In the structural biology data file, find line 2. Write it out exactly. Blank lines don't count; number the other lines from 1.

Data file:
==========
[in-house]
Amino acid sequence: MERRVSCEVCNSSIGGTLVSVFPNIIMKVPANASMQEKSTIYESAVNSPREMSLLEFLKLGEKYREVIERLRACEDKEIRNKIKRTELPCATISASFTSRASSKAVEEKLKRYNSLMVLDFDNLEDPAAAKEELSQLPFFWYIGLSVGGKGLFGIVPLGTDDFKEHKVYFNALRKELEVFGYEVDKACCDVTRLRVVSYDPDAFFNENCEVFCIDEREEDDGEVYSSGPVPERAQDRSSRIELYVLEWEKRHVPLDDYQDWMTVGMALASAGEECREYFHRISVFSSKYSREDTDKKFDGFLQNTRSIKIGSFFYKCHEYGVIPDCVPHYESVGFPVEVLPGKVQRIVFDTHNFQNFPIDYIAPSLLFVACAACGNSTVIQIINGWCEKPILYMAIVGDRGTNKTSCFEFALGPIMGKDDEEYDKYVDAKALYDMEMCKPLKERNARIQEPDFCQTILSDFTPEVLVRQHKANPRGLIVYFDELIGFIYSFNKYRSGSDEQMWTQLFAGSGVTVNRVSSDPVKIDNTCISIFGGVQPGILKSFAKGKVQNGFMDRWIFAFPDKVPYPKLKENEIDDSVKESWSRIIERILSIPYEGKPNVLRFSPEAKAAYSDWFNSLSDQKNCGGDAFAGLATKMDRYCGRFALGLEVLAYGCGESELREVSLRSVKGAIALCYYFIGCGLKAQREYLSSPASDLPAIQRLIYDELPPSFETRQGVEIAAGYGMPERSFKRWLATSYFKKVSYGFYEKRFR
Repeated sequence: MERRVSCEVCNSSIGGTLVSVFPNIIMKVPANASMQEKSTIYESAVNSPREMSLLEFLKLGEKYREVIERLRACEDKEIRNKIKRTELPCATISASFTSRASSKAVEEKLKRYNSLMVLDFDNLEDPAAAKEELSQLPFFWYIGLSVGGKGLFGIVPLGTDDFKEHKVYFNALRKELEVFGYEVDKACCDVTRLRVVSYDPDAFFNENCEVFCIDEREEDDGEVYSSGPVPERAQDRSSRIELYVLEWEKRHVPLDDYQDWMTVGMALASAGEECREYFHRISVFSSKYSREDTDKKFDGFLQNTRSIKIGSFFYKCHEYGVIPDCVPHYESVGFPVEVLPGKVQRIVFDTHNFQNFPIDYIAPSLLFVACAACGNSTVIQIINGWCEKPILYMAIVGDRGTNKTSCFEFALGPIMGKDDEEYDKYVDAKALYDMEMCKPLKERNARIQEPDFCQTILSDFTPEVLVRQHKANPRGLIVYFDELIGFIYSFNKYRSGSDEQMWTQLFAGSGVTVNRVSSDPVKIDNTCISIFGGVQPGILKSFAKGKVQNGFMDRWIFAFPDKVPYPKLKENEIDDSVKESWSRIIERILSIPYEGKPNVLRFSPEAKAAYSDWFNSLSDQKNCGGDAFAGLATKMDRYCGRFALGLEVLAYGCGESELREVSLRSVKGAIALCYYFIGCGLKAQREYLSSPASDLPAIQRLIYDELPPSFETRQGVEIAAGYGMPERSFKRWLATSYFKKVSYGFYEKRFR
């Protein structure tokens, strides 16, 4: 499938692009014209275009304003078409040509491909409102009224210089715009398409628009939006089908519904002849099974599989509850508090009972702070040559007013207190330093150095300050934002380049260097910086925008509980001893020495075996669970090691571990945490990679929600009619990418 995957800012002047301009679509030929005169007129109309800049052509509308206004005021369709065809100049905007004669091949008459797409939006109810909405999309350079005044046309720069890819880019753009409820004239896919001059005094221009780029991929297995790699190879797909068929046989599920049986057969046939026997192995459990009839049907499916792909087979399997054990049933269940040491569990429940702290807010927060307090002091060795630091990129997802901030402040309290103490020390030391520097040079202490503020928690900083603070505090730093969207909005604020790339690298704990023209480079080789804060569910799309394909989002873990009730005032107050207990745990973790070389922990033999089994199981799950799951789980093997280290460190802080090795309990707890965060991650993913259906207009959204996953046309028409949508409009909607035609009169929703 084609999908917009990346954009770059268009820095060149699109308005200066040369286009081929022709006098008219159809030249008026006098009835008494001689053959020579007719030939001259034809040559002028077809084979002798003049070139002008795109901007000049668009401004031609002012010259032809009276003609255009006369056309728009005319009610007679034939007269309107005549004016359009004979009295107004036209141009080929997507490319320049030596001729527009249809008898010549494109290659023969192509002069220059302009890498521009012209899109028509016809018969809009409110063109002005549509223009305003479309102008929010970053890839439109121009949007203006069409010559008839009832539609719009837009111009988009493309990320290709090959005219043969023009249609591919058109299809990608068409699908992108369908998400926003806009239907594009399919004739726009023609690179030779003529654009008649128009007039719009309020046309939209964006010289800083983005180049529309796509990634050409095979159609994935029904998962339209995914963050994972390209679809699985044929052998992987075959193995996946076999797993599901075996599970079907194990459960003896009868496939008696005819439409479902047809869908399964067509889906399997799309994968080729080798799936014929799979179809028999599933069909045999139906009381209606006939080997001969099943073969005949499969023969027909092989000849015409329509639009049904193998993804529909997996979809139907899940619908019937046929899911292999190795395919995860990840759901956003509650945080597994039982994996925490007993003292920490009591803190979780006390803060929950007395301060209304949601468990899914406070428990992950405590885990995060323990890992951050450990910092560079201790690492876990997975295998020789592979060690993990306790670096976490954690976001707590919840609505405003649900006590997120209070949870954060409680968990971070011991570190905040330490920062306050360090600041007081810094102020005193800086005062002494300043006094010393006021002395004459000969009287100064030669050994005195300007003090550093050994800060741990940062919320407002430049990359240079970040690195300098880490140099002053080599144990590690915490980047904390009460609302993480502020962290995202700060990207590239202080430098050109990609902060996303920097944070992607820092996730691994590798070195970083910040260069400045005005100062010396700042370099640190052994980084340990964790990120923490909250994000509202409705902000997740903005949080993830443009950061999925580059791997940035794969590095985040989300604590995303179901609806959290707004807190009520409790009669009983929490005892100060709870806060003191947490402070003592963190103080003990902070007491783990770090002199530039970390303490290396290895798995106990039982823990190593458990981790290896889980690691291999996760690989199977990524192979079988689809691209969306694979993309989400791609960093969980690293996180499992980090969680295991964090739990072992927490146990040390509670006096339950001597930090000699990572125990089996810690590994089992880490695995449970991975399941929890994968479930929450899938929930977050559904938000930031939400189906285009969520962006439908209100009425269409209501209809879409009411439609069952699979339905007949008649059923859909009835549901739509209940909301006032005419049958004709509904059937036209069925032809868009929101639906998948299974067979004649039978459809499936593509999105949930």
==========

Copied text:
Amino acid sequence: MERRVSCEVCNSSIGGTLVSVFPNIIMKVPANASMQEKSTIYESAVNSPREMSLLEFLKLGEKYREVIERLRACEDKEIRNKIKRTELPCATISASFTSRASSKAVEEKLKRYNSLMVLDFDNLEDPAAAKEELSQLPFFWYIGLSVGGKGLFGIVPLGTDDFKEHKVYFNALRKELEVFGYEVDKACCDVTRLRVVSYDPDAFFNENCEVFCIDEREEDDGEVYSSGPVPERAQDRSSRIELYVLEWEKRHVPLDDYQDWMTVGMALASAGEECREYFHRISVFSSKYSREDTDKKFDGFLQNTRSIKIGSFFYKCHEYGVIPDCVPHYESVGFPVEVLPGKVQRIVFDTHNFQNFPIDYIAPSLLFVACAACGNSTVIQIINGWCEKPILYMAIVGDRGTNKTSCFEFALGPIMGKDDEEYDKYVDAKALYDMEMCKPLKERNARIQEPDFCQTILSDFTPEVLVRQHKANPRGLIVYFDELIGFIYSFNKYRSGSDEQMWTQLFAGSGVTVNRVSSDPVKIDNTCISIFGGVQPGILKSFAKGKVQNGFMDRWIFAFPDKVPYPKLKENEIDDSVKESWSRIIERILSIPYEGKPNVLRFSPEAKAAYSDWFNSLSDQKNCGGDAFAGLATKMDRYCGRFALGLEVLAYGCGESELREVSLRSVKGAIALCYYFIGCGLKAQREYLSSPASDLPAIQRLIYDELPPSFETRQGVEIAAGYGMPERSFKRWLATSYFKKVSYGFYEKRFR